Joyce DiDonato is one of those artists I try to catch whenever she appears. Last year, I saw the Kansas native at the Metropolitan Opera in Rossini’s comic opera “Le Comte Ory” with Juan Diego Florez, and I also attended her Carnegie Hall debut. She ended the concert with a heartfelt rendition of “Over the Rainbow,” the last song her father heard her perform.
Aside from having a glorious voice and dramatic flair, DiDonato comes up with clever ideas for her albums. She won the Grammy Award last year for Best Classical Vocal Solo for her gender-bending album, “Diva, Divo” in which she performed arias from trouser roles and female heroines from different operas.
DiDonato’s new album, on which she is accompanied by conductor Alan Curtis leading Il Complesso Barocco, is titled “Drama Queens.” In real life, a “drama queen” can be a pain in the neck. (The Merriam-Webster dictionary defines the term as “a person given to often excessively emotional performances or reactions.”)
On the opera stage, though, drama queens are usually royalty and face serious predicaments. For example, Ottavia in Monteverdi’s “The Coronation of Poppea” (1643) bemoans her fate as a “despised queen, wretched wife of the Roman emperor” when she discovers that she has been jilted by her unfaithful spouse.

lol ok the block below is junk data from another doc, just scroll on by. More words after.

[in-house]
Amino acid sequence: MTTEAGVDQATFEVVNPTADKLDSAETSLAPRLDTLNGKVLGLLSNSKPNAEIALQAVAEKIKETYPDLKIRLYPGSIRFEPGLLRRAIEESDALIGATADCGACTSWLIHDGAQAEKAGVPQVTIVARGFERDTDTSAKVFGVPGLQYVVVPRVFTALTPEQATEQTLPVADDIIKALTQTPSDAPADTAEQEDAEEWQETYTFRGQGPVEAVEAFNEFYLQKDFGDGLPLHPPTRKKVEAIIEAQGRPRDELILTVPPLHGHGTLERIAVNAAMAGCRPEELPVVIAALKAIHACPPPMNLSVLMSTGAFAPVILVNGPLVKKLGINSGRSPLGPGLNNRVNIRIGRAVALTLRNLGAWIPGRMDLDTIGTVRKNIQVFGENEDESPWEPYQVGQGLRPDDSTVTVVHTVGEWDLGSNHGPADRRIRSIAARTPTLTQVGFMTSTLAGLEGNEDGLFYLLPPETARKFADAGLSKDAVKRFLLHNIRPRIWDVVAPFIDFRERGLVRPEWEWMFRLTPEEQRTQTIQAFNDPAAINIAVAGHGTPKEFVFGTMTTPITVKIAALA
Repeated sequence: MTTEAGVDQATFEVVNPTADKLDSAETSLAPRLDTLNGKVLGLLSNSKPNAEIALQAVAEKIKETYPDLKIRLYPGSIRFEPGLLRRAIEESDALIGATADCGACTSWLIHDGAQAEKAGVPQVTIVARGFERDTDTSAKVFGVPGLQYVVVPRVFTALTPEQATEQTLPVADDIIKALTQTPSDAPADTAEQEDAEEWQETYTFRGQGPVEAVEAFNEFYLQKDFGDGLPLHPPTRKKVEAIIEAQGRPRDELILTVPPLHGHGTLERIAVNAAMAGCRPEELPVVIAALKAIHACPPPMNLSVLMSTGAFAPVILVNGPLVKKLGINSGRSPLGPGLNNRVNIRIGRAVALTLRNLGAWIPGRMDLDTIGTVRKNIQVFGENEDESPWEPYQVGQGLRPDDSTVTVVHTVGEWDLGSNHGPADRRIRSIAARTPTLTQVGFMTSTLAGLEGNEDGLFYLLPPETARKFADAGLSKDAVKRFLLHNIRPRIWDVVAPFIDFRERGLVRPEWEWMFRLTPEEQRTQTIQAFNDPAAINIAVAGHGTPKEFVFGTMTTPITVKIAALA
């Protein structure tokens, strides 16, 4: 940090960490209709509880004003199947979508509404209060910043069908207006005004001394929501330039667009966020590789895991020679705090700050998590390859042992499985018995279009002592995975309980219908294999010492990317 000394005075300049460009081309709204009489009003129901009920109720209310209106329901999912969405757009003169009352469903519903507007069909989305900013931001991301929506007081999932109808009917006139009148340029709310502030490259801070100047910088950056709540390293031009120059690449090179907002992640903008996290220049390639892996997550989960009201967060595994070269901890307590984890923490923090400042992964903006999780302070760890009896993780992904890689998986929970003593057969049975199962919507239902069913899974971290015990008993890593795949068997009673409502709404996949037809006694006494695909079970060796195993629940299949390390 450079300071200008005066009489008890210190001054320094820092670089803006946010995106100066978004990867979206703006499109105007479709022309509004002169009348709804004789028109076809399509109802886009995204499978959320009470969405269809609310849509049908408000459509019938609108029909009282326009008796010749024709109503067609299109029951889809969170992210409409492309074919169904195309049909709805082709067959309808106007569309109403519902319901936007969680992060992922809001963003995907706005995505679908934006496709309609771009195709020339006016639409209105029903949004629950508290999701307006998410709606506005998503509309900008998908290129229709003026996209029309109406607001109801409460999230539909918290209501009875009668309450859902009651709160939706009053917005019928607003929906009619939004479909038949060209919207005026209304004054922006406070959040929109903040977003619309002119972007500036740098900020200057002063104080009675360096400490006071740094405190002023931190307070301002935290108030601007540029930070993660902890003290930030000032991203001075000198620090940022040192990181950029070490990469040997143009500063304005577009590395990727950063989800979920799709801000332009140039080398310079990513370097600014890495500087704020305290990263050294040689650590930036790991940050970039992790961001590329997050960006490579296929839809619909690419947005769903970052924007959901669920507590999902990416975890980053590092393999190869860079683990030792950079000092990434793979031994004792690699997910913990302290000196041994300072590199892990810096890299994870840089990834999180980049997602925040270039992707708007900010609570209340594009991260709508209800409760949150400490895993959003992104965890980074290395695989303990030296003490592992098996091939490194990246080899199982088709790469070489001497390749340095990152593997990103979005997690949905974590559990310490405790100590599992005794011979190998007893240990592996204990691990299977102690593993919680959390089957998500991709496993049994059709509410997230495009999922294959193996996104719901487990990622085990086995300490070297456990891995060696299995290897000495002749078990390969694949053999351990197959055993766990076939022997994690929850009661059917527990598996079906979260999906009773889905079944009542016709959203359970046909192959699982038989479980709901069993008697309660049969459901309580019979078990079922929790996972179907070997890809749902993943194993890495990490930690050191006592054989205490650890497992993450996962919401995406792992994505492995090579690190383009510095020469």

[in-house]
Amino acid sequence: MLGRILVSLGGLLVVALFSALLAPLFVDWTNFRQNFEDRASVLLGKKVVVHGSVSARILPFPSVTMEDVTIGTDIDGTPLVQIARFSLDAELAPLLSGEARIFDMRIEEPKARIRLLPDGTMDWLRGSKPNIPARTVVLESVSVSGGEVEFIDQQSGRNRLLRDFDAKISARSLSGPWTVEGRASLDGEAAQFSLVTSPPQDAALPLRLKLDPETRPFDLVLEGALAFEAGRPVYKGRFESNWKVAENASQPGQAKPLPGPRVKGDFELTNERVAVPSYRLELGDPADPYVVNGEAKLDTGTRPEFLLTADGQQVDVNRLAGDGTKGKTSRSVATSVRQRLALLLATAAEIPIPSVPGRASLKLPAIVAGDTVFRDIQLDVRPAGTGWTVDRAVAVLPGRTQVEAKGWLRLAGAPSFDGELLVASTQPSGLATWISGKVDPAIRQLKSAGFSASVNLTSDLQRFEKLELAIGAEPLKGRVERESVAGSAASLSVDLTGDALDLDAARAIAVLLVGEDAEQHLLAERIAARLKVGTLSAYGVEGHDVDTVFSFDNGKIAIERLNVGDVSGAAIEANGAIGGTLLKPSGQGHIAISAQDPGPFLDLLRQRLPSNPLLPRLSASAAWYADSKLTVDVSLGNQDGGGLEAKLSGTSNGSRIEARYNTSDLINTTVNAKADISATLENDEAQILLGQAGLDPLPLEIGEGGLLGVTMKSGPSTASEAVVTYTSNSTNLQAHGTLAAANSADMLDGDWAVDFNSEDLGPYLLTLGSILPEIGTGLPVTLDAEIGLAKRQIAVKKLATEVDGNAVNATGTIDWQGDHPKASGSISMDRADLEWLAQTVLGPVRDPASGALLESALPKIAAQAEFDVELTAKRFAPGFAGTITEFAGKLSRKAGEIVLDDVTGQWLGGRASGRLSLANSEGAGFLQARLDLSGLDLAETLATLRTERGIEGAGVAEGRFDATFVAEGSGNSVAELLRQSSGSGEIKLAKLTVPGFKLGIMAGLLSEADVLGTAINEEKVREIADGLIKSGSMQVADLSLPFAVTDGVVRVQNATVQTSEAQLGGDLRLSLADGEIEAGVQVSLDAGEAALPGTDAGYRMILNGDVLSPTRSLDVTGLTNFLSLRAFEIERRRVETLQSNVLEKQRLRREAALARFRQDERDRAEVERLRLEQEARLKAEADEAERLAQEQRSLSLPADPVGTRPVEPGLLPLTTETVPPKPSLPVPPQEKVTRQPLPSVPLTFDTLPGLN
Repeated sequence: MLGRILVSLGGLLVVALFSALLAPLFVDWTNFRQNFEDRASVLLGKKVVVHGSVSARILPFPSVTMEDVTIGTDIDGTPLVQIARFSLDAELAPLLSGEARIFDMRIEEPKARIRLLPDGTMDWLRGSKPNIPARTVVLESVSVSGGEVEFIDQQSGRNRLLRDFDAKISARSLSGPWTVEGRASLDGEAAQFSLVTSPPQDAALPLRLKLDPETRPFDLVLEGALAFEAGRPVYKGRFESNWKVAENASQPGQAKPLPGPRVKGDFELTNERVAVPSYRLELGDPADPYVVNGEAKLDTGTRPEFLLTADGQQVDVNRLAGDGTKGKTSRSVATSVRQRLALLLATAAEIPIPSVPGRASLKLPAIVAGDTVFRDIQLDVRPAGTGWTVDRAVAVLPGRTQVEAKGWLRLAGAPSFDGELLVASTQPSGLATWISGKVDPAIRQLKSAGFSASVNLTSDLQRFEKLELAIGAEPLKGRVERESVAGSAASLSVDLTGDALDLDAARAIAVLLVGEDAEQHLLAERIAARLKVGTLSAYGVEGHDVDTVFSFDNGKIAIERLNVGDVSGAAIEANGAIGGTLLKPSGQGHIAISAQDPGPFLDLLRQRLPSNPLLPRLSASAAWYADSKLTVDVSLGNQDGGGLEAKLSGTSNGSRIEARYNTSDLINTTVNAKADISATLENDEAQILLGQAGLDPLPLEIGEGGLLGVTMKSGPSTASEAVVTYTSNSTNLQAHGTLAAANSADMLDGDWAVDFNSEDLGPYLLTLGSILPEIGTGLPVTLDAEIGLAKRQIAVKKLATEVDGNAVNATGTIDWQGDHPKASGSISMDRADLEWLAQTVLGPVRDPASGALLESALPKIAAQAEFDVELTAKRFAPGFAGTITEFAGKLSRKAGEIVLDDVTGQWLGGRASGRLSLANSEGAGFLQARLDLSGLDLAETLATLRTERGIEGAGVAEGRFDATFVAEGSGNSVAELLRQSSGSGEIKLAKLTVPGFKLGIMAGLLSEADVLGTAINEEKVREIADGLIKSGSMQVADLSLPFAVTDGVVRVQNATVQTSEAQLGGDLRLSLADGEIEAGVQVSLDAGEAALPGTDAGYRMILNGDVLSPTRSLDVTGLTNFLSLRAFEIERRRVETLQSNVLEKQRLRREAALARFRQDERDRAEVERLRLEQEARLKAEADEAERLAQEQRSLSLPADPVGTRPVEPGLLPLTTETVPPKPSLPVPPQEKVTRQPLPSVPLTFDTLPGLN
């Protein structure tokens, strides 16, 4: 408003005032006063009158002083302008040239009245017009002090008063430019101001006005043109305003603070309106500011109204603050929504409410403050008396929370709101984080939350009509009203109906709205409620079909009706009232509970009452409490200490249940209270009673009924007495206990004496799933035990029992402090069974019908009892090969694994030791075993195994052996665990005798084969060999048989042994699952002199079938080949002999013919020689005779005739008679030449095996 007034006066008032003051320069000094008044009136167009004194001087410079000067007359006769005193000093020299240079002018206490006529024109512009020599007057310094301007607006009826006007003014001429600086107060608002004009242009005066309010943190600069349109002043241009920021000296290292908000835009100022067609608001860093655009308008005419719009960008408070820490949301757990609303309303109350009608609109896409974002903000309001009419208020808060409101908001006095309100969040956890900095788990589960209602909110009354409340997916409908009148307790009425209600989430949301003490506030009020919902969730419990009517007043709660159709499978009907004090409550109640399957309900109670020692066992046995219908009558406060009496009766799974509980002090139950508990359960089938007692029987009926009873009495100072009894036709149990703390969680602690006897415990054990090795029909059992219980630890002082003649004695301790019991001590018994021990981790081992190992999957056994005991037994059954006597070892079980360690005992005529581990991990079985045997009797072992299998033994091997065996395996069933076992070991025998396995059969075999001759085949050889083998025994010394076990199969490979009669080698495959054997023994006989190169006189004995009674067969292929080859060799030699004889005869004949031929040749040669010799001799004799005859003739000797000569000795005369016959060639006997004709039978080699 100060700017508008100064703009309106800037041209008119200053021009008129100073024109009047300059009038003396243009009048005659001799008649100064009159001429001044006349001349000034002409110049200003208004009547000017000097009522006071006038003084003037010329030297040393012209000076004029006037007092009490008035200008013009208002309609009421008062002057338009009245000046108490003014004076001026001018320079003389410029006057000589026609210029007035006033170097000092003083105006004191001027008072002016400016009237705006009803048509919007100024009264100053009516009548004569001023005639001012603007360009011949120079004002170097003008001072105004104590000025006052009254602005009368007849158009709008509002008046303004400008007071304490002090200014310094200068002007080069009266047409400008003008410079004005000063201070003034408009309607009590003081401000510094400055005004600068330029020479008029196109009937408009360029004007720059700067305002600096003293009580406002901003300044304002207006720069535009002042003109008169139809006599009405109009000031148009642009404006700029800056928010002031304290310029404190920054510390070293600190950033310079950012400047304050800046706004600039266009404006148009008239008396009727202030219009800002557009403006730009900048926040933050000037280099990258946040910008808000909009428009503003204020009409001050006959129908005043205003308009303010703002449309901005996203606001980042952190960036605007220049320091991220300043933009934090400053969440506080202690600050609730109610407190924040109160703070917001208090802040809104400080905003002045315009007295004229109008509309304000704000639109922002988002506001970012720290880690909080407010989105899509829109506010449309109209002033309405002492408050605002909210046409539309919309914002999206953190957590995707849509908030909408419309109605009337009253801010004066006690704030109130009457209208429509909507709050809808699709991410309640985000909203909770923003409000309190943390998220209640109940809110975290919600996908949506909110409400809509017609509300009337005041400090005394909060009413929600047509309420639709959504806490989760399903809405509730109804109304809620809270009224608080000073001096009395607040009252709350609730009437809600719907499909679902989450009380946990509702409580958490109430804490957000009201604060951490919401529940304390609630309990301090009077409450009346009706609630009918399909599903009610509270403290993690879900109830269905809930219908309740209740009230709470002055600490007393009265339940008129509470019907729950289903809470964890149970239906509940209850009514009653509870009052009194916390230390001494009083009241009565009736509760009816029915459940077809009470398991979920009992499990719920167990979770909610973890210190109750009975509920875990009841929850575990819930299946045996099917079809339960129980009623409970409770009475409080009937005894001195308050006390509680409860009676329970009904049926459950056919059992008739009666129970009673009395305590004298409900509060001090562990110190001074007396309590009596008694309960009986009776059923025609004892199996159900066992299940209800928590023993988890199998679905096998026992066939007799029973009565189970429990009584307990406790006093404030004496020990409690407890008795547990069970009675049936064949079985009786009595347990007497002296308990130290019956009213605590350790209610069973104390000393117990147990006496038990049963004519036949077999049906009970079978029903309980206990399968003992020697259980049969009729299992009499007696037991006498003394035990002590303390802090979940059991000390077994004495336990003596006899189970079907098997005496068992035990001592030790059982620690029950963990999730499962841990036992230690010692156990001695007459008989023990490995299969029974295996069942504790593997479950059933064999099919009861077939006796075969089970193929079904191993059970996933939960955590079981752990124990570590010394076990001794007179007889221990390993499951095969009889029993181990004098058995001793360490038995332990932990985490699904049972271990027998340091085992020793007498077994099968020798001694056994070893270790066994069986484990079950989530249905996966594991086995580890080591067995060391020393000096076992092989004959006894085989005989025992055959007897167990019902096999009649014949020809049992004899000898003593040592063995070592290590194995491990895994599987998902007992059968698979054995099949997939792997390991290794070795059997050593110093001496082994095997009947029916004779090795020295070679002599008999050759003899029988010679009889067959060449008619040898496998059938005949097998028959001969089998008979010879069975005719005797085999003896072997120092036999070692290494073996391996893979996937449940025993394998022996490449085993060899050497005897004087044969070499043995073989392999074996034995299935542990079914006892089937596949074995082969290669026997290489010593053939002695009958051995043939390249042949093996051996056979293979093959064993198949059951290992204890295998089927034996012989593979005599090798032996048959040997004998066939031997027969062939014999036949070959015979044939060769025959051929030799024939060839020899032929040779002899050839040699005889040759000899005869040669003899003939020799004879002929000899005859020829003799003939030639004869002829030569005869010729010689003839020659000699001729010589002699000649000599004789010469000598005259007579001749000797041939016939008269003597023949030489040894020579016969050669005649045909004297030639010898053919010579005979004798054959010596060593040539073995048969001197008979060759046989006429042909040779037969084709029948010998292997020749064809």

In another opera based on the same events, Keiser’s “Octavia,” she expresses the thought that “love betrayed turns into martyrdom.”
Similarly, Cleopatra turns up in several operas, facing “Death’s grisly aspect” (Hasse’s “Antonio e Cleopatra”) or losing her privileges and titles as well as the life of her lover Julius Caesar “in a single day” (Handel’s “Giulio Cesare in Egitto”).
Giuseppe Maria Orlandini’s Berenice (the title character of his opera) is “tossed like a ship on stormy seas” while Ifigenia (from Porta’s “Ifigenia in Aulide”) embraces her mother and asks her to forgive her father, who is about to put the young woman to death.
Needless to say, these heroines are not overdramatizing their dire situations. As DiDonato observes in the liner notes, “The Baroque drama queen apologizes for nothing, hides nothing (unless it suits her purposes of course), lays herself bare without filter, and through glorious, magisterial vocal music gives us permission to dare to do the same.”
We would add that the singing on this CD is also glorious and magisterial. One other point worth noting is that some of these works from the 17th and 18th century are quite obscure. The two Orlandini arias from “Berenice, Queen of Palestine” (1725) were, according to conductor Alan Curtis, thought to be lost, but were found in a California library.
Joyce DiDonato will perform her Drama Queens program with Il Complesso Barocco, conducted by Dmitry Sinkovsky, at Carnegie Hall on Sunday, Nov. 18 at 2 p.m.
She will return to the Metropolitan Opera as another ill-fated ruler, Mary, Queen of Scots, in Donizetti’s “Maria Stuarda.” The opera will be performed intermittently between Dec. 31 and Jan. 23.
Founded in Amsterdam in 1979 by Alan Curtis, one of the most acclaimed specialists in the interpretation of pre-romantic music, Il Complesso Barocco, has become a renowned international baroque orchestra with a focus on Italian Baroque opera and oratorio.
Their high standard for interpretation, intonation, and stylistic accuracy has led to their being requested in the most important concert venues and festivals in Europe and America.
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